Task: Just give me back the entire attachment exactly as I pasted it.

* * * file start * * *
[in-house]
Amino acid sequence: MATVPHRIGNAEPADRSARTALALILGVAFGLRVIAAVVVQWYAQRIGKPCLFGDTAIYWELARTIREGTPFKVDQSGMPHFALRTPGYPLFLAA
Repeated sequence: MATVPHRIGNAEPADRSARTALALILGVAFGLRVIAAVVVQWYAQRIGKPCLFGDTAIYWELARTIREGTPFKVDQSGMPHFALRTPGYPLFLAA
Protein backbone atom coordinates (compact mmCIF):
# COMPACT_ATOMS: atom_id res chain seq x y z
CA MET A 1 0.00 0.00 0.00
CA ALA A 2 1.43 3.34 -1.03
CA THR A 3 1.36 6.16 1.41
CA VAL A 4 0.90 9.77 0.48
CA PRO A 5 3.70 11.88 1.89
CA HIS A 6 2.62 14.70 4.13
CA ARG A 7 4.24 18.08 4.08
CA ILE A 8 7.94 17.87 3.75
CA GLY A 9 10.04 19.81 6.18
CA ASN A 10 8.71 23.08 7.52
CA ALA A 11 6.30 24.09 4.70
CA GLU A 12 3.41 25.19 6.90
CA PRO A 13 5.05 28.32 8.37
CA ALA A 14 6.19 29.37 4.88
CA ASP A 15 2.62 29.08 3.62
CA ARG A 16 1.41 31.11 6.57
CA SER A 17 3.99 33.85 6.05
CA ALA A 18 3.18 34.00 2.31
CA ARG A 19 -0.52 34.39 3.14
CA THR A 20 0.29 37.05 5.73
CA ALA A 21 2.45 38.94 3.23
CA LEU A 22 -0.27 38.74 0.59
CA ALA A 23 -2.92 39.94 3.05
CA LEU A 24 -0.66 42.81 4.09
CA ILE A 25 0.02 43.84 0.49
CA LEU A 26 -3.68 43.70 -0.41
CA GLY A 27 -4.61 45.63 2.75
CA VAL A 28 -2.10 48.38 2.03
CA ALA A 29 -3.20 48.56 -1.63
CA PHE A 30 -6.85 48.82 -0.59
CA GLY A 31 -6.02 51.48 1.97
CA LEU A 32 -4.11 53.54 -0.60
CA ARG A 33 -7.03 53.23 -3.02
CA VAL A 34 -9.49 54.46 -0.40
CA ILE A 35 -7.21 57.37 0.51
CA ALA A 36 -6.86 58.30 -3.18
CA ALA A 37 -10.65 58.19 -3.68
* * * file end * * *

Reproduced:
[in-house]
Amino acid sequence: MATVPHRIGNAEPADRSARTALALILGVAFGLRVIAAVVVQWYAQRIGKPCLFGDTAIYWELARTIREGTPFKVDQSGMPHFALRTPGYPLFLAA
Repeated sequence: MATVPHRIGNAEPADRSARTALALILGVAFGLRVIAAVVVQWYAQRIGKPCLFGDTAIYWELARTIREGTPFKVDQSGMPHFALRTPGYPLFLAA
Protein backbone atom coordinates (compact mmCIF):
# COMPACT_ATOMS: atom_id res chain seq x y z
CA MET A 1 0.00 0.00 0.00
CA ALA A 2 1.43 3.34 -1.03
CA THR A 3 1.36 6.16 1.41
CA VAL A 4 0.90 9.77 0.48
CA PRO A 5 3.70 11.88 1.89
CA HIS A 6 2.62 14.70 4.13
CA ARG A 7 4.24 18.08 4.08
CA ILE A 8 7.94 17.87 3.75
CA GLY A 9 10.04 19.81 6.18
CA ASN A 10 8.71 23.08 7.52
CA ALA A 11 6.30 24.09 4.70
CA GLU A 12 3.41 25.19 6.90
CA PRO A 13 5.05 28.32 8.37
CA ALA A 14 6.19 29.37 4.88
CA ASP A 15 2.62 29.08 3.62
CA ARG A 16 1.41 31.11 6.57
CA SER A 17 3.99 33.85 6.05
CA ALA A 18 3.18 34.00 2.31
CA ARG A 19 -0.52 34.39 3.14
CA THR A 20 0.29 37.05 5.73
CA ALA A 21 2.45 38.94 3.23
CA LEU A 22 -0.27 38.74 0.59
CA ALA A 23 -2.92 39.94 3.05
CA LEU A 24 -0.66 42.81 4.09
CA ILE A 25 0.02 43.84 0.49
CA LEU A 26 -3.68 43.70 -0.41
CA GLY A 27 -4.61 45.63 2.75
CA VAL A 28 -2.10 48.38 2.03
CA ALA A 29 -3.20 48.56 -1.63
CA PHE A 30 -6.85 48.82 -0.59
CA GLY A 31 -6.02 51.48 1.97
CA LEU A 32 -4.11 53.54 -0.60
CA ARG A 33 -7.03 53.23 -3.02
CA VAL A 34 -9.49 54.46 -0.40
CA ILE A 35 -7.21 57.37 0.51
CA ALA A 36 -6.86 58.30 -3.18
CA ALA A 37 -10.65 58.19 -3.68